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Billionaires Called to Pay It Back as UN Warns of 'Wave of Hunger and Famine' That Could Rock Globe

"It's time for those who have the most to step up, to help those who have the least in this extraordinary time in world history," says the World Food Programme director. "Humanity is facing the greatest crisis any of us have seen in our lifetimes."

A malnourished child holds the finger of his father as he receives treatment at a hospital on June 30, 2020 in Sana'a, Yemen.

A malnourished child holds the finger of his father as he receives treatment at a hospital on June 30, 2020 in Sana'a, Yemen. Buffeted by five years of devastating conflict and by the coronavirus pandemic sweeping every corner of the globe, millions of children stand on the brink of starvation in Yemen. (Photo: Mohammed Hamoud/Getty Images)

The head of the United Nations World Food Programme warned Thursday of a potential "wave of hunger and famine" that could "sweep across the globe" amid ongoing violence and economic impact from the coronavirus pandemic and urged the world's billionaires to pony up some of their riches to help prevent 30 million people from starving to death.

The "global hunger crisis caused by conflict, and now compounded by Covid-19, is moving into a new and dangerous phase."
—David Beasley, World Food Programme
In his remarks at a U.N. Security Council virtual meeting, WFP executive director David Beasley welcomed important measures by donors back in April to help stave off humanitarian disaster. Yet the "fight is far, far, far from over," said Beasley, sounding alarm about "the 270 million people marching toward the brink of starvation."

The "global hunger crisis caused by conflict, and now compounded by Covid-19, is moving into a new and dangerous phase," Beasley said, "especially in nations already scarred by violence."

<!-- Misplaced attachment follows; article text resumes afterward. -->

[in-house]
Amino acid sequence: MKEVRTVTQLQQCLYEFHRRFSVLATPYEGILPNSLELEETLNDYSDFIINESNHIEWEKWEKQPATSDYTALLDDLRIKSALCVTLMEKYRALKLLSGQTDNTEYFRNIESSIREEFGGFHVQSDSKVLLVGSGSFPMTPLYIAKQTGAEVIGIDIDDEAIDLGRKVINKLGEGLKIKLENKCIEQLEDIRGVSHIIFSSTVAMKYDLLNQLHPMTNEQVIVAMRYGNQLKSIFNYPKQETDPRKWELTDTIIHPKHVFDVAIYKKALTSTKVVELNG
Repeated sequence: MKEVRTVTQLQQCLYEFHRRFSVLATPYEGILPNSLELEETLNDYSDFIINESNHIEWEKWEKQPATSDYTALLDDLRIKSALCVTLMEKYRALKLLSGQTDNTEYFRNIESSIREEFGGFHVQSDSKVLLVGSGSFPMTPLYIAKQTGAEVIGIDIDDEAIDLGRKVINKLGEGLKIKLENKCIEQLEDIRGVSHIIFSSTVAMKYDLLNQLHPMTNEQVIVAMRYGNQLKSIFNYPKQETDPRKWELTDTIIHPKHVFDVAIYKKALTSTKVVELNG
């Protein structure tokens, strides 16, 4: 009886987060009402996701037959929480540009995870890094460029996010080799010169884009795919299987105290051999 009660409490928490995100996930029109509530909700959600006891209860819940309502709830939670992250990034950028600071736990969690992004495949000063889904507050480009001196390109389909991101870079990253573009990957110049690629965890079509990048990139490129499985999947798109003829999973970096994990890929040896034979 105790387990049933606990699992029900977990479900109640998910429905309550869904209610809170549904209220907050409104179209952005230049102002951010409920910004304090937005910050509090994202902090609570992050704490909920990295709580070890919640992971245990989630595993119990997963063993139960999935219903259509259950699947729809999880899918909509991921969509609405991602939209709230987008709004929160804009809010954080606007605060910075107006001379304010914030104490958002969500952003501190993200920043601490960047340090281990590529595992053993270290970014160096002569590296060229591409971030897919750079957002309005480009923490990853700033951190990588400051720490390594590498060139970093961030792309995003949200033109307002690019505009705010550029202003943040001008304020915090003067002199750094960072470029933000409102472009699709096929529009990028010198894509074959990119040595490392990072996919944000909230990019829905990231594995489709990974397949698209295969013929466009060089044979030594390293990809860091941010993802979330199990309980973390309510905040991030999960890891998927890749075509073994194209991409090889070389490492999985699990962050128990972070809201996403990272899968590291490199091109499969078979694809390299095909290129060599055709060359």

Among the countries he singled out was Yemen, which is "the world's worst catastrophe, worst human disaster."

In that country, "20 million people are already in crisis due to war, a collapsed economy, and currency devaluation, crippling food prices, and the destruction of public infrastructure," Beasley lamented. "We believe a further 3 million may now face starvation due to the virus."

"The alarm bells in Yemen are ringing loud and clear, and the world needs to open its eyes to the Yemeni people's desperate plight before famine takes hold. And that famine is knocking on the door right before our eyes," he continued.

Unfortunately, said Beasley, "we have seen this story play out too many times before. The world stands by until it is too late, while hunger kills, it stokes community tensions, fuels conflict and instability, and forces families from their homes."

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"It's time for the private sector to step up," he said, putting the figure at "$4.9 billion to feed, for one year, all 30 million people who will die without WFP's assistance."

For a small handful of the planet's inhabitants, that should be an easy ask.

The U.N. program chief drew attention to the stark global inequality that has tightened its grip. "Worldwide, there are over 2,000 billionaires with a net worth of $8 trillion," he said. "In my home country, the USA, there are 12 individuals alone worth $1 trillion."

Further as Beasley noted, in the months since the pandemic began to spread—and while millions were burdened with increasing economic pain—some billionaires saw their wealth soar. One analysis this week found that the wealth of 643 billionaires soard $845 billion, representing a 29% increase in their collective wealth since mid-March.

"It's time for those who have the most to step up, to help those who have the least in this extraordinary time in world history," Beasley said, as he warned, "Humanity is facing the greatest crisis any of us have seen in our lifetimes."

"The world needs you right now," he added, "and it's time to do the right thing."

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